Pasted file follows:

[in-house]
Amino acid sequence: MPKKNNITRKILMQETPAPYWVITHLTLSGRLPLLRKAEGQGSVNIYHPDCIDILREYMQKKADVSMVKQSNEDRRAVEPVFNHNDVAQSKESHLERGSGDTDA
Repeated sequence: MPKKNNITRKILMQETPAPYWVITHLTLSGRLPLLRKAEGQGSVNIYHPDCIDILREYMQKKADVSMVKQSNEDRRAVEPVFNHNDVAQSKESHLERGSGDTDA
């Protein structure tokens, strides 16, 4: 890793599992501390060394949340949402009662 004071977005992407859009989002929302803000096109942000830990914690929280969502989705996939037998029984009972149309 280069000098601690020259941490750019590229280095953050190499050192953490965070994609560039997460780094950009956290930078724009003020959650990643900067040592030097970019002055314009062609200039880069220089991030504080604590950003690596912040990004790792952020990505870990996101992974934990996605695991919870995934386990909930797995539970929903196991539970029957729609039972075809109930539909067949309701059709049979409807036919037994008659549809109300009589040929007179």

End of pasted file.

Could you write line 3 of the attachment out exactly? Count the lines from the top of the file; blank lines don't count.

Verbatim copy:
Repeated sequence: MPKKNNITRKILMQETPAPYWVITHLTLSGRLPLLRKAEGQGSVNIYHPDCIDILREYMQKKADVSMVKQSNEDRRAVEPVFNHNDVAQSKESHLERGSGDTDA